Incumbent District 27 U.S. Rep. Solomon P. Ortiz said while he understands the recent backlash against the Democratic Party across the nation, he believes he and his party still have the answers to solve the country's problems.
Ortiz was born in Robstown, and served in the U.S. Army until 1964. In the 1960s and 1970s Ortiz held a number of public offices, including Nueces County Constable, Nueces County Commissioner and Nueces County Sheriff. In 1982, he was elected to his first term in the U.S. House of Representatives for District 27, a position he has held for the past 28 years. Ortiz has two adult children.
Ortiz said one of the biggest challenges facing the district right now is the economy, but he pointed to a number of areas in which he said he has worked to bring jobs to the Coastal Bend.
Ortiz pointed to $100 million in construction projects at the Corpus Christi Army Depot, and said the depot has seen its number of employees increase from 3,800 to nearly 6,000. He also said he had worked to bring $60 million in construction projects to NAS Kingsville, which had brought added jobs to the area.
"When we talk about construction work, not only are we trying to expand the presence of our military bases, but what we're trying to do is also create jobs by having construction workers, architects and engineers come to build these facilities," Ortiz said. "I want to be able to put people to work. When the fathers and mothers are working, they can send their kids to school, they can buy whatever the family needs. To me, that is the most important thing."
Another key issue of this campaign is immigration, and Ortiz said he had worked with the U.S. Department of Homeland Security to begin unmanned aerial vehicle patrols from Corpus Christi to Laredo.
"Border security is of the utmost importance to me," Ortiz said. "We need to secure our borders because we want our families to feel secure and comfortable that the intruders are not going to come on this side of the border and commit some of the violence that is happening down there."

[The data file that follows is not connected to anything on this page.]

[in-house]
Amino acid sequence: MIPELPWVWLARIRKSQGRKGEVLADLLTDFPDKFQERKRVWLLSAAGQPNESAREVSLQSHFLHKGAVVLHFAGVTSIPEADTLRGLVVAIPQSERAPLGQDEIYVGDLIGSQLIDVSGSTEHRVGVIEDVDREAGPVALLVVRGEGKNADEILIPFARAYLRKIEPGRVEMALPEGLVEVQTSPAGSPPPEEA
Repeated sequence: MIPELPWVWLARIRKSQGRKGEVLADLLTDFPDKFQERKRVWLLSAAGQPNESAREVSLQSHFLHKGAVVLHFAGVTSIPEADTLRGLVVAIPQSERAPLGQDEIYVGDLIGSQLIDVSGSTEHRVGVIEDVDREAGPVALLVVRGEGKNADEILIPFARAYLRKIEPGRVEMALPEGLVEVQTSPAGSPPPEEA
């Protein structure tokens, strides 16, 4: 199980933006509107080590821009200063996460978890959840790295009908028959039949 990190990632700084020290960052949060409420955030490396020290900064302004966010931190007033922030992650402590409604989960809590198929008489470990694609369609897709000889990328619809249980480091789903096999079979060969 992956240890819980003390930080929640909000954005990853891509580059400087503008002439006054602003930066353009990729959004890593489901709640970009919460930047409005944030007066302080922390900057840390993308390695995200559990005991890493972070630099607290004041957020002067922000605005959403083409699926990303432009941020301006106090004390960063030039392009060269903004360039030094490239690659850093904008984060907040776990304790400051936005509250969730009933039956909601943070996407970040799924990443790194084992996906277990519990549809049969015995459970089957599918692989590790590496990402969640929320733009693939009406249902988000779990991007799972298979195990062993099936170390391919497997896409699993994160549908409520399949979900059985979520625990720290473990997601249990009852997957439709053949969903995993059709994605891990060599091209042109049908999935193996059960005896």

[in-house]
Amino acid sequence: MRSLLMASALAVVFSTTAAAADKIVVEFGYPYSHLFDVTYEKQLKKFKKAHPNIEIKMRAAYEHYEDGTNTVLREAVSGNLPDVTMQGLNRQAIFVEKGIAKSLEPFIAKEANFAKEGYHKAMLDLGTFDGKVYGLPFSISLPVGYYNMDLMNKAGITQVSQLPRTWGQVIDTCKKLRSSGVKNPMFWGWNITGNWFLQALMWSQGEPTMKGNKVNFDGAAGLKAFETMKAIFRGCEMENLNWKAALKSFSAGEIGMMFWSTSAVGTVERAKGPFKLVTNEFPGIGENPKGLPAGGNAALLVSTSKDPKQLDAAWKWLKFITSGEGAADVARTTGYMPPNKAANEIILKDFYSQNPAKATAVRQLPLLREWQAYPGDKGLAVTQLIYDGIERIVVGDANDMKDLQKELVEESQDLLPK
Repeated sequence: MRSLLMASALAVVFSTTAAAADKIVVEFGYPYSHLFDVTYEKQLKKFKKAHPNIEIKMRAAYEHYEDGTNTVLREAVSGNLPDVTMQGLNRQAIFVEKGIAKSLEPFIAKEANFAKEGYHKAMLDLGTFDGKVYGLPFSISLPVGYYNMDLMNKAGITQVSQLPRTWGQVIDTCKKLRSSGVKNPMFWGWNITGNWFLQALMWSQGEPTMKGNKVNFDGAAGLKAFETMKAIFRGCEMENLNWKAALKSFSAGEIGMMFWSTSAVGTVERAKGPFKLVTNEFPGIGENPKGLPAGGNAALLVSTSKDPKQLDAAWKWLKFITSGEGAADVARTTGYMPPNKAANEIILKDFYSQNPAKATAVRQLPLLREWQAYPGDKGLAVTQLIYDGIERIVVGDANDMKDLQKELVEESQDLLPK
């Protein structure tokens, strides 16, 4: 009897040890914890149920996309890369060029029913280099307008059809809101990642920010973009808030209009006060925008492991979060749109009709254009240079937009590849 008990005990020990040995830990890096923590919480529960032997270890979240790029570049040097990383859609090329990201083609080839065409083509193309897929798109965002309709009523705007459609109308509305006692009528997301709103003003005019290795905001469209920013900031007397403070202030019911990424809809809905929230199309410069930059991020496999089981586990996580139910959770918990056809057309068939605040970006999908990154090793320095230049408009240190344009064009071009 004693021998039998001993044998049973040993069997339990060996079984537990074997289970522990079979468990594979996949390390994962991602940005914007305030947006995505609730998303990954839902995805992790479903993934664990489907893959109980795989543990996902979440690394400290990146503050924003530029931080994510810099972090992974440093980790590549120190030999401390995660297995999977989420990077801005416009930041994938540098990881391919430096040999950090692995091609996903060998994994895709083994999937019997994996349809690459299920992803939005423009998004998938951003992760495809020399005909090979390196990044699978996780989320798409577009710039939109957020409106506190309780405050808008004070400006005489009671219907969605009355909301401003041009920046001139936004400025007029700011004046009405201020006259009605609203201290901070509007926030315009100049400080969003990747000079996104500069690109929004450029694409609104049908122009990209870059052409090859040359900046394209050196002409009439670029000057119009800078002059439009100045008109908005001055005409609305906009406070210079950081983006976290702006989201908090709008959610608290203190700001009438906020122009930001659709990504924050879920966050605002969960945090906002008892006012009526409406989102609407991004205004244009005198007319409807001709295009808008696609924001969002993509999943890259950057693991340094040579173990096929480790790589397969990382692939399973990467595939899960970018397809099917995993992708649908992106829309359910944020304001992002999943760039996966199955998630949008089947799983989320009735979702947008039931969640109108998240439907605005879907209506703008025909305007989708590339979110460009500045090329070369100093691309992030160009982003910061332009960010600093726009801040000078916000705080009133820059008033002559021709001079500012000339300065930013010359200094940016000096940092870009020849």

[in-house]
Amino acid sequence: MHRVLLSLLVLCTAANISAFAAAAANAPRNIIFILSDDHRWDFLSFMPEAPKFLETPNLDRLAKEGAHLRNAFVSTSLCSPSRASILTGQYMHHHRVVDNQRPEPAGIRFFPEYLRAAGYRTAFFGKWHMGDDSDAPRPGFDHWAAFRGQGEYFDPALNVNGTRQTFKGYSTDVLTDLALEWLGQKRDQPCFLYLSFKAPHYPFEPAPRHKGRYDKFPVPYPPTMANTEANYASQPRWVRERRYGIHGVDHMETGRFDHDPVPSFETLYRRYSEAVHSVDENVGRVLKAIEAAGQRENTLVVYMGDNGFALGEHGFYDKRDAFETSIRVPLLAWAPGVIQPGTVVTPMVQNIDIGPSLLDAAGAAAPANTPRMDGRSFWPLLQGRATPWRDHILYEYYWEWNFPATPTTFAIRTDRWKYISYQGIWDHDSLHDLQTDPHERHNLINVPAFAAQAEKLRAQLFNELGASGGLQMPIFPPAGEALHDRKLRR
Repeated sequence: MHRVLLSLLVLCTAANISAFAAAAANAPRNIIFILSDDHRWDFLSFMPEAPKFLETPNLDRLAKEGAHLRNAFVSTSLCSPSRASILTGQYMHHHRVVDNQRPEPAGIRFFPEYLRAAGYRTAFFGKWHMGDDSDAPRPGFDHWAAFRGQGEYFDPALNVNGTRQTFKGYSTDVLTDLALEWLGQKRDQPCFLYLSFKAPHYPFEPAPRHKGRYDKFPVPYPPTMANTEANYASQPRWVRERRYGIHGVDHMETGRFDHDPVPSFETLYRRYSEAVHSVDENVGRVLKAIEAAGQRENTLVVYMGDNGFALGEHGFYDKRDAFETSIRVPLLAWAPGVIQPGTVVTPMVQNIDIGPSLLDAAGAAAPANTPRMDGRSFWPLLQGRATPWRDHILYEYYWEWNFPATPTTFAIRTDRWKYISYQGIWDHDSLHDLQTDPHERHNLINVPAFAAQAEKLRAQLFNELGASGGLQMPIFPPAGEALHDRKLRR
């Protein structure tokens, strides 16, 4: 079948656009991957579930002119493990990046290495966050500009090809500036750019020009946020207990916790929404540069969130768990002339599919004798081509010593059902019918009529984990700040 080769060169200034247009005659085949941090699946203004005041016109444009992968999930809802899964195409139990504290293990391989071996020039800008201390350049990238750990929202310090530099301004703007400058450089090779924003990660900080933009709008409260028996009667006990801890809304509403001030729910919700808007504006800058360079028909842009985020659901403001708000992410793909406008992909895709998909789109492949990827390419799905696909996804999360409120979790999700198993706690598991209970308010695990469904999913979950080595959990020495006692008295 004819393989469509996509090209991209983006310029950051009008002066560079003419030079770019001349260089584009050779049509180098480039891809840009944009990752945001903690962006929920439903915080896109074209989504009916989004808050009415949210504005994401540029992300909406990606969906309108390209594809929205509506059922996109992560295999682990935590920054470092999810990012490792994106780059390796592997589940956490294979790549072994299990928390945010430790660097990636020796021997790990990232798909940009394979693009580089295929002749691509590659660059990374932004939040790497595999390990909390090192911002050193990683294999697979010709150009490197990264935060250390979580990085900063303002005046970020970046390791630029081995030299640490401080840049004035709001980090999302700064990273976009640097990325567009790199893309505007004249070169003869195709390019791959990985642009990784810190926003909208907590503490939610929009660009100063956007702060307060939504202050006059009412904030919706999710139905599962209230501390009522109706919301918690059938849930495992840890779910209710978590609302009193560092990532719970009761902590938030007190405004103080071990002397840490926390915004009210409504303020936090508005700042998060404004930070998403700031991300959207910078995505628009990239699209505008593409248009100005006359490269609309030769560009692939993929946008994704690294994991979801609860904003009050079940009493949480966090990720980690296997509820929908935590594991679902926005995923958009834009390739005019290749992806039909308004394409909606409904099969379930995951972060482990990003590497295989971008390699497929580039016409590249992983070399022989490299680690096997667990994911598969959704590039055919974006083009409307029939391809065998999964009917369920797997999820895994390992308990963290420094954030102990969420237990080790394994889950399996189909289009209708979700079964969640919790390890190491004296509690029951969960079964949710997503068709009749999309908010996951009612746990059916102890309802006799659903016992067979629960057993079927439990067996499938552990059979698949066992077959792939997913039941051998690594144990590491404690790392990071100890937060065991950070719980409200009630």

Ortiz also said he had worked to pass a border security bill that brought an additional $600 million in funding to the U.S. Border Patrol and added 1,500 more agents.
If he is returned to Washington D.C., Ortiz said one of his first priorities will be to find unspent stimulus money and redirect it to areas that can use it immediately.
"Some communities still have stimulus money they have not spent," Ortiz said. "I'm going to see what communities have not spent this stimulus money. If they cannot, for whatever reason, let's move the stimulus money so we can put people to work."
And although the Comprehensive Healthcare Reform bill passed by Congress earlier this year was broader in scope than Ortiz would have preferred, he said an important job facing the House of Representatives over the next few years is the gradual implementation of all of the plan's provisions.
"It seems to be working out, but I would have liked to have started with the 30 million people and have worked from there instead of passing a big, comprehensive bill," Ortiz said. "But, let's see how it works, and it seems to be working fine."
Ortiz said the ongoing wars in Iraq and Afghanistan need to be brought to a swift end, as the long-term deployments are taking their toll on military personnel and their families.
"Our soldiers are getting tired of those deployments," Ortiz said. "We are concerned, because we are starting to see a lot of suicides among our soldiers."
Ortiz said his experience in elected office - first as a constable, then as a county commissioner, then as a sheriff and finally as a U.S. Representative - gives him a strong advantage over his Republican and Libertarian opponents.
"When I have moved from these different positions, I have a better grasp of the needs of the communities," Ortiz said. "And I have better contacts. I listened to so I can be guided by the feelings of the community."
While Ortiz said he shared many of the frustrations voiced by voters in recent months, he believes his opponents cannot offer the answers the public seeks.
"People are angry, they are dissatisfied with government. But we cannot solve these problems by working with a party that says, 'no, no, no, no,'" Ortiz said. "If we're going to be able to solve the problems we have to do, we are going to have to talk to one another."